Larkspur Companion Plants

Larkspur refers to both annual plants and perennials also known as delphiniums. They are members of the Ranunculaceae family of plants that includes clematis, hellebore, buttercups, and anemone. All of these plants grow in full sun to part shade and in well-draining, rich soil that retains moisture. Classic cottage gardens and cutting gardens often include at least one type of Larkspur. Their tall flower spikes are perfect for the back of a mixed perennial border and attract several beneficial pollinators. Larkspur can be grown in any ornamental garden to entice pollinators, but should not be grown in edible or kitchen gardens, as every part of the plant is toxic to animals and humans. 


Photo by Mark Wordy, unmodified, Flickr, copyright CC BY 2.0

Shrubs To Plant With Larkspur

Larkspur contrasts nicely with broadleaf evergreen shrubs in a mixed garden border. Tall growing rhododendrons, arborvitae, and yews highlight the upright form and height of delphinium and provide a solid backdrop for most of the growing season. Lower-growing heather, boxwood, and carpet roses can be planted at the front of a border as a ground cover to contrast or complement the cool blues and delicate pinks of Larkspur flowers. 

Perennials To Plant With Larkspur

Perennials are the glue of a good garden design. They return year after year to fill in the space between shrubs and trees. Many different varieties can be used to bloom in waves from spring to the first frost of fall. Plant tall delphinium at the back of a border with other tall growers such as foxglove, phlox, joe pye weed, clematis, and Japanese anemone. For the next layer, select medium-height perennials such as daylily, shasta daisy, ornamental grasses, iris, poppies, salvia, and nepeta. Choosing plants in one or two colors will unify the whole design while accentuating different foliage textures and shapes. 


Photo by Mark Wordy, unmodified, Flickr, copyright CC BY 2.0

Annuals To Plant With Larkspur

Annual and perennial Larkspurs can benefit from the often bright colors of annual bedding plants. Use annual poppies, cosmos, sunflowers, and snapdragons to enhance or contrast the calm deep blues and purples of Larkspur. The bright and cheerful colors of nasturtiums, pansies, begonias, and lobelia all look good next to Larkspur and bloom non-stop. Plant annuals in front of delphiniums to hide any tattered foliage and faded flowers later in the summer.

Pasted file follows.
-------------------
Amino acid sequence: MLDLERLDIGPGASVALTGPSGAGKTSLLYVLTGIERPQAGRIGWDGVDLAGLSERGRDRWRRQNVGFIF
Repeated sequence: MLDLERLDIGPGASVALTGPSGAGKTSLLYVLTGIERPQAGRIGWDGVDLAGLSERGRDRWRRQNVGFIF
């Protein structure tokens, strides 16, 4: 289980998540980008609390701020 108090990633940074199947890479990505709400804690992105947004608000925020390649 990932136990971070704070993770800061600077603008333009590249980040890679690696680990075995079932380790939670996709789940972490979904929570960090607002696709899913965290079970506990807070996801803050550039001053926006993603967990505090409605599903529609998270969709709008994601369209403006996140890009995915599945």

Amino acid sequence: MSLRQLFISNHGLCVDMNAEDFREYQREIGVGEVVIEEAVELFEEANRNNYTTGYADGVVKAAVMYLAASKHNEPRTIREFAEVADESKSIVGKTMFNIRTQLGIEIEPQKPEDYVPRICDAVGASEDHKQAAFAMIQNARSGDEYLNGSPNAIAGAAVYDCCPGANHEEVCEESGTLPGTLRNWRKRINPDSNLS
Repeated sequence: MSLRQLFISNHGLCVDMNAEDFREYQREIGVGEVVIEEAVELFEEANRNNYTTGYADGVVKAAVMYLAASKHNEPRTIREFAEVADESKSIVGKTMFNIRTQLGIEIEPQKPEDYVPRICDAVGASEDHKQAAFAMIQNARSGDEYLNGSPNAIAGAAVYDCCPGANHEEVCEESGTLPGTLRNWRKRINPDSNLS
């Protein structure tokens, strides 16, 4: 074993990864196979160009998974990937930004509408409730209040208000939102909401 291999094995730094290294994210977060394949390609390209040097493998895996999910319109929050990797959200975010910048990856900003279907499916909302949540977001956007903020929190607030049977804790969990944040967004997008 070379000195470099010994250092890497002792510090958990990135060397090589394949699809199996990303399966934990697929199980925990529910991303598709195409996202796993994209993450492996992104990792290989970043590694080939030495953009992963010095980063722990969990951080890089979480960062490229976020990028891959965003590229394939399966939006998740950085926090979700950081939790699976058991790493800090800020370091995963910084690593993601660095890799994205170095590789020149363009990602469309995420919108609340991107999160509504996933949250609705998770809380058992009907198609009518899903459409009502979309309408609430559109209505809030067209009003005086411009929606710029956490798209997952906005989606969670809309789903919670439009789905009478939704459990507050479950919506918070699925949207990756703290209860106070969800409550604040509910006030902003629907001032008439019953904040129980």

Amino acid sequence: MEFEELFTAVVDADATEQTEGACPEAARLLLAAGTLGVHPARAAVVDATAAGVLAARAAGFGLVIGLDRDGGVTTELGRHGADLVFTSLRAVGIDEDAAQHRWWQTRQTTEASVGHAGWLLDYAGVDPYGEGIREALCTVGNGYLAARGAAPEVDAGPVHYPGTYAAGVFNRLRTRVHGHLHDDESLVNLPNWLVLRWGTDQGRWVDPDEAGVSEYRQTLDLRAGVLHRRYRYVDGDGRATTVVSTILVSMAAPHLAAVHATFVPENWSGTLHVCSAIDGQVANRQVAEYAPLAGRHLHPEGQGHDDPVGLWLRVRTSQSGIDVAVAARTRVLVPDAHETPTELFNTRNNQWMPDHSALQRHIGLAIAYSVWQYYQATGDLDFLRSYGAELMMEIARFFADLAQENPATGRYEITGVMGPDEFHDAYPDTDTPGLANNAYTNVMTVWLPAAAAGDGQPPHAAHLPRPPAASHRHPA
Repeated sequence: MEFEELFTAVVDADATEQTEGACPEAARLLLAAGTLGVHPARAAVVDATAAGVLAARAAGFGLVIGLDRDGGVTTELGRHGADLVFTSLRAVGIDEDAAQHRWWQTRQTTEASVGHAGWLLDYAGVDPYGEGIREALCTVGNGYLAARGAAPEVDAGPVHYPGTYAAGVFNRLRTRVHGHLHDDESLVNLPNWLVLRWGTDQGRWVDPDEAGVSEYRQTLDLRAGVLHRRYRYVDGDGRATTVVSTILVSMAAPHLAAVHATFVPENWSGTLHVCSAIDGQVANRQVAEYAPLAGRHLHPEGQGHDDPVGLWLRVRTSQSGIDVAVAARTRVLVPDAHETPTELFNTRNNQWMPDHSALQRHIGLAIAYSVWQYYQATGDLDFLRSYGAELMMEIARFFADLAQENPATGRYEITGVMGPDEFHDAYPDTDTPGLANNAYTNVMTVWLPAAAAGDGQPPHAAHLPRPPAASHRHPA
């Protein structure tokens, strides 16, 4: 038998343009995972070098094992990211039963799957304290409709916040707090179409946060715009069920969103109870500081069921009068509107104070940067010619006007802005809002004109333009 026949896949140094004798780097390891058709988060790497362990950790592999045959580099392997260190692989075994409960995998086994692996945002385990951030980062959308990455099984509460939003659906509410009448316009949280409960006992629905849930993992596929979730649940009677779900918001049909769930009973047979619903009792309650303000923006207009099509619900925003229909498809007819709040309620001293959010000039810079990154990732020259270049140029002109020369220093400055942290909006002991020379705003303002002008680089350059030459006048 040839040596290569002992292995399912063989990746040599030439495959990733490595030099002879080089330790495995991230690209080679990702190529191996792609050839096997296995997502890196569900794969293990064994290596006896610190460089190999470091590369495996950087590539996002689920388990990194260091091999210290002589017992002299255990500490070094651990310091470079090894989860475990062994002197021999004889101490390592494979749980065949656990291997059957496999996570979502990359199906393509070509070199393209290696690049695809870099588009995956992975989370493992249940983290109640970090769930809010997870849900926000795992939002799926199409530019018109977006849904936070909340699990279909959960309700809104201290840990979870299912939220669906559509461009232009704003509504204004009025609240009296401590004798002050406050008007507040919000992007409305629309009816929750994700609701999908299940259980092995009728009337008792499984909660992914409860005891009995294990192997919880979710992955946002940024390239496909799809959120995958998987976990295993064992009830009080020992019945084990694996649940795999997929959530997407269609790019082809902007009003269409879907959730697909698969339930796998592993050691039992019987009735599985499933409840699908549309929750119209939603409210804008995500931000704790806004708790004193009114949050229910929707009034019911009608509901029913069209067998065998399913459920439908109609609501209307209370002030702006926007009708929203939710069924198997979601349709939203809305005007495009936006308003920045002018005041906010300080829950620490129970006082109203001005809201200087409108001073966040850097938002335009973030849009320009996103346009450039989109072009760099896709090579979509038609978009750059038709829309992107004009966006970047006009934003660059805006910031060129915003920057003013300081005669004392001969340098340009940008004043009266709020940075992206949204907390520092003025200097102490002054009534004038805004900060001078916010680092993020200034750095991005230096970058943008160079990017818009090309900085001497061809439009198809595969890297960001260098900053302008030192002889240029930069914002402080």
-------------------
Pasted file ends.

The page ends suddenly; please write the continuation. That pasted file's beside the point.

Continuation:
Best Companion Plants for Larkspur in Containers

Larkspurs make perfect companions in a mixed seasonal planter. Their height is often key to creating a polished container display. The fibrous roots of Larkspur are not aggressive and will happily grow alongside other perennials and annuals in a large container. Select pots with at least a 12 - 16-inch diameter when designing containers with Larkspur. 

For a winning combination, plant a midnight blue Delphinium as the centerpiece, with a deep green fern and calibrachoa in pale lavender shades as filler plants, and complete the design with a silvery draping of Dichondra as a spiller. The cool colors paired with silvery foliage makes an elegant, long-lasting display.

Plants Not To Grow With Larkspur

Larkspur can grow well in either part shade or full sun, which means few plants are off limits. Avoid pairing them with streamside and aquatic plants, such as cattails, marsh marigolds, and water lilies. These plants require too much continuous moisture and are not compatible with Larkspur. Larkspur also should not be grown in the vegetable patch near edible plants. Because all parts of Larkspur are considered toxic for humans and animals, it is better to be safe and grow it away from any edible plants. 


Photo by F.D. Richards, unmodified, Flickr, copyright CC BY-SA 2.0

Best Plants To Grow With Larkspur

Azaleas and Rhododendron



Yew Shrubs



Cottage garden plants are some of the best companions for Larkspurs. The casual but romantic style can be achieved in gardens of almost any size. Early spring bulbs look lovely next to the emerging foliage of Larkspur, and can be followed by foxgloves, bleeding hearts, ferns, and violas for spring color until the heat of early summer arrives. Hostas, hollyhocks, shasta daisies, and clematis can add contrasting foliage and blooms, while well-loved shrubs like hydrangea, lilac, and forsythia provide a consistent green backdrop through the summer. 

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Author Robbin Small - Published 9-21-2023